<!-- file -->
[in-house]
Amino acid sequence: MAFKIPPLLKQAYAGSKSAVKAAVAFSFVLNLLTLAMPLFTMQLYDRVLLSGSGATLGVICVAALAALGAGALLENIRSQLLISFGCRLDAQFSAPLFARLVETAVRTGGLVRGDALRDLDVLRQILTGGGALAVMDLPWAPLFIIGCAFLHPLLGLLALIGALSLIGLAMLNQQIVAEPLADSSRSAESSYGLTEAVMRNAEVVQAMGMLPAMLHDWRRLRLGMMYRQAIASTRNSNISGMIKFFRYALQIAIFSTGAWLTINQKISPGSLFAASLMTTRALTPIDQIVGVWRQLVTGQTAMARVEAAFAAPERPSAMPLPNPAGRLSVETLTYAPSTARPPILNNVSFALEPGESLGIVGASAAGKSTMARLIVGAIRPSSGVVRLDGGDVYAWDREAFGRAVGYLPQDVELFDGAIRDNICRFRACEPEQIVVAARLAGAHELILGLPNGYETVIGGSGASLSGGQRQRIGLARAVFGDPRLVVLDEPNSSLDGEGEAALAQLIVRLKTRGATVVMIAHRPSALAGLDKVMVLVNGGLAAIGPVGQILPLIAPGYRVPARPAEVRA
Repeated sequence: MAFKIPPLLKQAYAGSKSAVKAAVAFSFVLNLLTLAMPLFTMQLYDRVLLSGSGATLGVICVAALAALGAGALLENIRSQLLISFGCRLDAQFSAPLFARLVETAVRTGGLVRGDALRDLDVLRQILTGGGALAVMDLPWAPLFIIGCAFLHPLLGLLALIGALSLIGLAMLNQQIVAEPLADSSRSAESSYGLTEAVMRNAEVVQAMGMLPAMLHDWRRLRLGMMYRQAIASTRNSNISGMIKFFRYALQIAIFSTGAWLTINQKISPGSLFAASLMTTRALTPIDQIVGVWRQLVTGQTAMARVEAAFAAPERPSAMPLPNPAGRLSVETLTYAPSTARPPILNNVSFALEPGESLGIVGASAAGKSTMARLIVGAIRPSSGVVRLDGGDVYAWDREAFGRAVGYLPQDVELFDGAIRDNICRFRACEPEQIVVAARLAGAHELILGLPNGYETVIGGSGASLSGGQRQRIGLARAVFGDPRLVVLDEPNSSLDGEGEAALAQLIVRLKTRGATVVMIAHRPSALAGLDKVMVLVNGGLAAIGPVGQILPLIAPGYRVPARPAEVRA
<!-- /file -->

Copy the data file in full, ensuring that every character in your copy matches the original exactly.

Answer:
[in-house]
Amino acid sequence: MAFKIPPLLKQAYAGSKSAVKAAVAFSFVLNLLTLAMPLFTMQLYDRVLLSGSGATLGVICVAALAALGAGALLENIRSQLLISFGCRLDAQFSAPLFARLVETAVRTGGLVRGDALRDLDVLRQILTGGGALAVMDLPWAPLFIIGCAFLHPLLGLLALIGALSLIGLAMLNQQIVAEPLADSSRSAESSYGLTEAVMRNAEVVQAMGMLPAMLHDWRRLRLGMMYRQAIASTRNSNISGMIKFFRYALQIAIFSTGAWLTINQKISPGSLFAASLMTTRALTPIDQIVGVWRQLVTGQTAMARVEAAFAAPERPSAMPLPNPAGRLSVETLTYAPSTARPPILNNVSFALEPGESLGIVGASAAGKSTMARLIVGAIRPSSGVVRLDGGDVYAWDREAFGRAVGYLPQDVELFDGAIRDNICRFRACEPEQIVVAARLAGAHELILGLPNGYETVIGGSGASLSGGQRQRIGLARAVFGDPRLVVLDEPNSSLDGEGEAALAQLIVRLKTRGATVVMIAHRPSALAGLDKVMVLVNGGLAAIGPVGQILPLIAPGYRVPARPAEVRA
Repeated sequence: MAFKIPPLLKQAYAGSKSAVKAAVAFSFVLNLLTLAMPLFTMQLYDRVLLSGSGATLGVICVAALAALGAGALLENIRSQLLISFGCRLDAQFSAPLFARLVETAVRTGGLVRGDALRDLDVLRQILTGGGALAVMDLPWAPLFIIGCAFLHPLLGLLALIGALSLIGLAMLNQQIVAEPLADSSRSAESSYGLTEAVMRNAEVVQAMGMLPAMLHDWRRLRLGMMYRQAIASTRNSNISGMIKFFRYALQIAIFSTGAWLTINQKISPGSLFAASLMTTRALTPIDQIVGVWRQLVTGQTAMARVEAAFAAPERPSAMPLPNPAGRLSVETLTYAPSTARPPILNNVSFALEPGESLGIVGASAAGKSTMARLIVGAIRPSSGVVRLDGGDVYAWDREAFGRAVGYLPQDVELFDGAIRDNICRFRACEPEQIVVAARLAGAHELILGLPNGYETVIGGSGASLSGGQRQRIGLARAVFGDPRLVVLDEPNSSLDGEGEAALAQLIVRLKTRGATVVMIAHRPSALAGLDKVMVLVNGGLAAIGPVGQILPLIAPGYRVPARPAEVRA